The 3D-printing technology, or additive manufacturing as it is often called, has long made the step out of scientific research laboratories into industrial...

Im Focus: Mimicking nature's cellular architectures via 3-D printing

Research offers new level of control over the structure of 3-D printed materials

Nature does amazing things with limited design materials. Grass, for example, can support its own weight, resist strong wind loads, and recover after being...

Im Focus: Three Magnetic States for Each Hole

Nanometer-scale magnetic perforated grids could create new possibilities for computing. Together with international colleagues, scientists from the Helmholtz Zentrum Dresden-Rossendorf (HZDR) have shown how a cobalt grid can be reliably programmed at room temperature. In addition they discovered that for every hole ("antidot") three magnetic states can be configured. The results have been published in the journal "Scientific Reports".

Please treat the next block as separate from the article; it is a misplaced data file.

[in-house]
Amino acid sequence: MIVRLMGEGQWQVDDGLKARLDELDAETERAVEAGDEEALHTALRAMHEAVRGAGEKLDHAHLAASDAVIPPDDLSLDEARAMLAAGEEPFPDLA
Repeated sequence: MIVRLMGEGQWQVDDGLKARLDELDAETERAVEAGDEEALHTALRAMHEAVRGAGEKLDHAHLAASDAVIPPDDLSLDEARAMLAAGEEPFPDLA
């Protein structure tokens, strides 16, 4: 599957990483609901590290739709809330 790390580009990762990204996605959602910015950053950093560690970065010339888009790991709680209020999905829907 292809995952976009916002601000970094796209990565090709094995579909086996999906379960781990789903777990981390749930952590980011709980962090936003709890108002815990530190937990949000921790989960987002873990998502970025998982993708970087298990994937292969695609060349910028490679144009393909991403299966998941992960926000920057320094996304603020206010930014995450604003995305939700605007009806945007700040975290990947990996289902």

Physicist Dr. Rantej Bali from the HZDR, together with scientists from Singapore and Australia, designed a special grid structure in a thin layer of cobalt in...

All Focus news of the innovation-report >>>

Anzeige

Anzeige

Event News

Booth and panel discussion – The Lindau Nobel Laureate Meetings at the AAAS 2017 Annual Meeting

13.02.2017 | Event News

Complex Loading versus Hidden Reserves

10.02.2017 | Event News

International Conference on Crystal Growth in Freiburg

09.02.2017 | Event News

 
Latest News

Impacts of mass coral die-off on Indian Ocean reefs revealed

21.02.2017 | Earth Sciences

Novel breast tomosynthesis technique reduces screening recall rate

21.02.2017 | Medical Engineering

Use your Voice – and Smart Homes will “LISTEN”

21.02.2017 | Trade Fair News

VideoLinks
B2B-VideoLinks
More VideoLinks >>>